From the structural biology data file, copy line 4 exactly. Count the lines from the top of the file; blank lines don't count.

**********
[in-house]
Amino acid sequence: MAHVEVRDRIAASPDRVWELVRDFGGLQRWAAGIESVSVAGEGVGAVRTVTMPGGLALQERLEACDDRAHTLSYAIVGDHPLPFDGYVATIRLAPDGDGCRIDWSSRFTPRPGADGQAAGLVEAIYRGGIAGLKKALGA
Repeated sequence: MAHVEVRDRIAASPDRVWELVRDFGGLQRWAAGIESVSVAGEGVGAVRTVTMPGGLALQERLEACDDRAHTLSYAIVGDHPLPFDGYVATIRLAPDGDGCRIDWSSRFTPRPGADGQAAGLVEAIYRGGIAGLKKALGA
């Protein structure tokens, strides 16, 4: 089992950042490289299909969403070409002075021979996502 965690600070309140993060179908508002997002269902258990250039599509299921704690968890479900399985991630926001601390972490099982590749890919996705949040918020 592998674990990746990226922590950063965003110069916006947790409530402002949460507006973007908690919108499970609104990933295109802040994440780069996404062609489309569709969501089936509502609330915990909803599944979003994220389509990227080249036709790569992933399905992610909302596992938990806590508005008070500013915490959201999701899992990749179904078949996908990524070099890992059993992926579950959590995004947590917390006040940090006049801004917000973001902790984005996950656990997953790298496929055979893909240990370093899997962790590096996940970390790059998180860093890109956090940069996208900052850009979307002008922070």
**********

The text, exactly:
């Protein structure tokens, strides 16, 4: 089992950042490289299909969403070409002075021979996502 965690600070309140993060179908508002997002269902258990250039599509299921704690968890479900399985991630926001601390972490099982590749890919996705949040918020 592998674990990746990226922590950063965003110069916006947790409530402002949460507006973007908690919108499970609104990933295109802040994440780069996404062609489309569709969501089936509502609330915990909803599944979003994220389509990227080249036709790569992933399905992610909302596992938990806590508005008070500013915490959201999701899992990749179904078949996908990524070099890992059993992926579950959590995004947590917390006040940090006049801004917000973001902790984005996950656990997953790298496929055979893909240990370093899997962790590096996940970390790059998180860093890109956090940069996208900052850009979307002008922070």